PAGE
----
By Joy Odor
The U.S. Agency for International Development (USAID) has recently announced additional development assistance of $136.5 million (NGN 52 billion) to continue its support to Nigeria under a bilateral Development Objectives Assistance Agreement (DOAG) with the United States signed in 2015.
With the most recent notification to the government of the incremental funding increase, USAID has provided Nigeria $1.94 billion (NGN 743 billion) in assistance under the seven-year DOAG.
Most of the assistance, nearly $133.5 million, will go to HIV/AIDS control under several new and existing awards that focus on prevention and treatment in some of the most vulnerable areas of the country.
Another $3 million boosts activities to combat trafficking in persons, mitigate conflict, peace, and counter violent extremism, and $219,566 will expand USAID’s efforts to increase access to potable water and reduce water borne diseases in Nigeria.
“As the most populous country in Africa with the largest economy, Nigeria has tremendous potential and influence over the future of the continent,” said the new USAID Mission Director Dr. Anne E. Patterson.
“With this additional funding, the United States continues to demonstrate its commitment to supporting development programs that will benefit the Nigerian people.”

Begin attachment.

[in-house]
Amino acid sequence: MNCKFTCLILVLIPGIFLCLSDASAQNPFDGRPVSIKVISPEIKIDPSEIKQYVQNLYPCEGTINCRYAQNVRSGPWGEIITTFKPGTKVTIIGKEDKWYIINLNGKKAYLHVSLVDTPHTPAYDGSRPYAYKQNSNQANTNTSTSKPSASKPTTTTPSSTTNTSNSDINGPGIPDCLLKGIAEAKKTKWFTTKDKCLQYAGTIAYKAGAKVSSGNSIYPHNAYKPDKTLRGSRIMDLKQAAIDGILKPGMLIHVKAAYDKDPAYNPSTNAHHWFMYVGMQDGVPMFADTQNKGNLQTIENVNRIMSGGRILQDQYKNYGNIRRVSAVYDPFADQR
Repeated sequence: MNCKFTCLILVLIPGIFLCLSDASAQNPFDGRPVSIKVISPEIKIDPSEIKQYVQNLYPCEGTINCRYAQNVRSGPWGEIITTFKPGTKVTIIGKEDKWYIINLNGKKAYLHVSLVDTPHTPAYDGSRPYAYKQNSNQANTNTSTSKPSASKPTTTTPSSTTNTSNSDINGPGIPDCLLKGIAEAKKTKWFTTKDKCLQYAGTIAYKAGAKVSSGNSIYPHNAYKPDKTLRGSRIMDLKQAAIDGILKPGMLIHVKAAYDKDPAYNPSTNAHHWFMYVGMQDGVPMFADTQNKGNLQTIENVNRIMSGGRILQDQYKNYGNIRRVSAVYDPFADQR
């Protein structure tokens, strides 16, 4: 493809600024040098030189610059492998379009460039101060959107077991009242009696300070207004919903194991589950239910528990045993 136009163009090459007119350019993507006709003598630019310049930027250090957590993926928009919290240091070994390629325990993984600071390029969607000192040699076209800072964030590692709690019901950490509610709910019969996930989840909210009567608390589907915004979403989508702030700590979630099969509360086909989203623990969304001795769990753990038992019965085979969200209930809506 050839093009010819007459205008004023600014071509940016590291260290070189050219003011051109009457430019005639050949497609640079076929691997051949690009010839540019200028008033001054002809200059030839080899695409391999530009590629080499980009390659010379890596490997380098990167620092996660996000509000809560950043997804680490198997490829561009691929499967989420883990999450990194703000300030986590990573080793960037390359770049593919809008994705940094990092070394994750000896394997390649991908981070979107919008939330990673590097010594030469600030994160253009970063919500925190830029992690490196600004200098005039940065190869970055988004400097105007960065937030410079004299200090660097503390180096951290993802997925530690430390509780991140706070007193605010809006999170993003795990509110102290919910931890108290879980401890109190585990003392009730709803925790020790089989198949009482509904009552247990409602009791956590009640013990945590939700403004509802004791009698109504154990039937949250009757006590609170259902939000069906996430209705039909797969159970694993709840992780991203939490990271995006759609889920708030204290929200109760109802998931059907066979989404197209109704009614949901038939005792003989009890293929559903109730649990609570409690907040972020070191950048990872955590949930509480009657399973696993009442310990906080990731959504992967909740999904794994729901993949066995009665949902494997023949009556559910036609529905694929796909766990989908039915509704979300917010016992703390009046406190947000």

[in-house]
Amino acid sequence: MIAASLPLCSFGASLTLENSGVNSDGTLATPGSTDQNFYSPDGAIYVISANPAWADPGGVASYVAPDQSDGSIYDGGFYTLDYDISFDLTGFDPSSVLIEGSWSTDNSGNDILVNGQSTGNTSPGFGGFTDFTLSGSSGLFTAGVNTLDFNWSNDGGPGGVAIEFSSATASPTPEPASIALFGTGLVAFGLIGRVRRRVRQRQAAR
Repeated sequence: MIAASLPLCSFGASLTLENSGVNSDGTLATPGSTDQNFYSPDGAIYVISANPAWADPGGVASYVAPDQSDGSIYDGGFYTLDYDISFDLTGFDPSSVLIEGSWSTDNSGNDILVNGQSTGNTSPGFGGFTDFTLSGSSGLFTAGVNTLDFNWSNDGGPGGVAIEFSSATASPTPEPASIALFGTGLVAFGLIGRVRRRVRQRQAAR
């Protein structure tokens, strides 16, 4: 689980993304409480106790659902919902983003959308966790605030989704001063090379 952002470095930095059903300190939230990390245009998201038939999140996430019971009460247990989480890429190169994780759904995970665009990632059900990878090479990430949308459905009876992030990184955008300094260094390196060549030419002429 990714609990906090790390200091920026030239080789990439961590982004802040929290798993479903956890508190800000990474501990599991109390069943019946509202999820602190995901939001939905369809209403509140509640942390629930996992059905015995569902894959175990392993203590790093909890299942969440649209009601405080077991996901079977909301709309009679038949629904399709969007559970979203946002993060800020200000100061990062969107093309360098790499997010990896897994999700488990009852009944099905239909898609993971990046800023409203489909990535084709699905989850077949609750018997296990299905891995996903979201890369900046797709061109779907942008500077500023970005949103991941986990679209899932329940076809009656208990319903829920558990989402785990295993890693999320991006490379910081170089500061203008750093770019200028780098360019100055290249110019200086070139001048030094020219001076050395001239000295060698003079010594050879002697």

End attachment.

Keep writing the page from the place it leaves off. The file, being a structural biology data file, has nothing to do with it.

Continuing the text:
The United States is responsible for 80 percent of the AIDS treatment provided in Nigeria.
About 1.9 million Nigerians are living with HIV/AIDS, according to the U.S. supported Nigeria HIV/AIDS Indicator and Impact Survey (NAIIS) of 2018.
In 2020, USAID tested 2.4 million Nigerians for HIV, and placed 89 percent of the 119,000 who tested positive on antiretroviral therapy, bringing the total number of Nigerians on USAID-supported HIV/AIDS treatment to 377,500.
Other activities provide care and support for more than 600,000 children and family members orphaned or otherwise impacted by the virus.
Through the President’s Emergency Plan For AIDS Relief (PEPFAR) initiative, over 5.4 million Nigerians have beentested for HIV and one million put on therapy.
“For the first time in modern history, we have the opportunity to control HIV without a vaccine,” Patterson said.
“In partnership with government, civil society, the private sector, and communities, we can help Nigeria overcome this disease